The Punjab and Haryana high court on Friday directed Punjab and Haryana to apprise the court within three months whether provisions made for female attendants in vehicles ferrying girls in the two states are being followed or not.
The direction was issued by the special division bench of justice Surya Kant and justice Ajay Tewari in a matter in which the court is overseeing compliance of traffic-related issues in both the states and Union territory (UT) of Chandigarh regarding implementation of policies framed for schoolchildren’s transportation.
As the hearing began, the HC asked the counsels whether there were provisions for employing female attendants. It also wondered if such provisions were made, how a schoolchild came under the wheels of a school bus earlier this week in Panchkula.
The court was apprised by Punjab and Haryana that provisions had been made in the schemes by respective states, whereby a female attendant is mandatory in every school bus ferrying girls. For a school bus ferrying boys, the schools can employ a male attendant, Punjab additional advocate general Rajinder Goyal told the court.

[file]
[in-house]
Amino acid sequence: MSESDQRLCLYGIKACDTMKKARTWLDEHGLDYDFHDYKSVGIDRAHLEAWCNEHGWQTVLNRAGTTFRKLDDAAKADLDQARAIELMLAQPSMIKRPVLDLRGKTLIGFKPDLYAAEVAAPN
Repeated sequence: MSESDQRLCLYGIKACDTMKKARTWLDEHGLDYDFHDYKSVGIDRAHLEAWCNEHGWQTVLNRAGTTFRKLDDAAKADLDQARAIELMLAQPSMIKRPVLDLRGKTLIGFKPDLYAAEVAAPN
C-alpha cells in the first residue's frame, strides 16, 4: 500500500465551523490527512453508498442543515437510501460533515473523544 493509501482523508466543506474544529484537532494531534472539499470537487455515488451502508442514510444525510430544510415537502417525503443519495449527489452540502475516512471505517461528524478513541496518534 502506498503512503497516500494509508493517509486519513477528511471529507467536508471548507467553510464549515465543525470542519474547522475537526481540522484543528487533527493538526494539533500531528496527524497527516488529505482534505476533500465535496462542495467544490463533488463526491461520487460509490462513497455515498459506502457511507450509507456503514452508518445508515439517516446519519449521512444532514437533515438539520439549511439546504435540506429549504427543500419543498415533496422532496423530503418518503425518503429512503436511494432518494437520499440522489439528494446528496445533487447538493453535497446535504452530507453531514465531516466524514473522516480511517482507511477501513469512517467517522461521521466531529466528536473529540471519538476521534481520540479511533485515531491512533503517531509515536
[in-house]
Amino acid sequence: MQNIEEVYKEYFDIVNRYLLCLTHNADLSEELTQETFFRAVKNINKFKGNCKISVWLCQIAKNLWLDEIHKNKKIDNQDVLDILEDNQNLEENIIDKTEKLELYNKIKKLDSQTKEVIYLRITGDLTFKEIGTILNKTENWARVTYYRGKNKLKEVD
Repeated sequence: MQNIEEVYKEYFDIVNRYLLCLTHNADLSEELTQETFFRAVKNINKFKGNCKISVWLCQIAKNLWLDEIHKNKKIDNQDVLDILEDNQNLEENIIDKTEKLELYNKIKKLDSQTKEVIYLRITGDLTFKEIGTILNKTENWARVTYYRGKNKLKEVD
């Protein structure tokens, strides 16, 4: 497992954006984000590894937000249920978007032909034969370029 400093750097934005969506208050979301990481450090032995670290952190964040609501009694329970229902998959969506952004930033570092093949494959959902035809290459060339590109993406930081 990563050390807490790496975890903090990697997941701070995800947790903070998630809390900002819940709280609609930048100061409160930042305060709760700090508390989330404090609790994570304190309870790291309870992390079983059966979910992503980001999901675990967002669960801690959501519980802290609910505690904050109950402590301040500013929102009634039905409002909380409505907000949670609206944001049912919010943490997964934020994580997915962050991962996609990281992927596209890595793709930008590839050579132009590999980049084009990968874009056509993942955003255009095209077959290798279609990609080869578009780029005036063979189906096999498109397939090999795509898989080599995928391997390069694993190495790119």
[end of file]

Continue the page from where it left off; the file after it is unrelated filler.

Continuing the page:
The bench noted that though reports on compliance of these policies have been filed by Punjab and Haryana, it is not separately mentioned, whether compliance of this aspect was checked or not by child rights protection commissions.
The court said that it will be the joint responsibility of transport departments and child rights protection commissions of both states to carry out the inspections and ensure that provision of the policies are followed by schools. Special drives be carried out and district-wise report be submitted before the court after three months, the bench ordered.
REPORT SOUGHT ON TRAFFIC CHAOS AT SHAHABAD
The high court also sought a report from the Haryana government on traffic chaos being reported at a religious place on the Delhi-Ambala highway near Shahabad in Kurukshetra. The court also sought details of donations received by the trust of the religious place. It observed that separate arrangements had not been made to park vehicles, leading to accidents and endangering lives of commuters. The receiver of donations is local tehsildar, and the management of the religious place is with the local deputy commissioner. A large number of people visit the religious site every day and vehicles parked on the national highway. Why can’t they build parking lots in the vicinity of the religious place? the bench asked.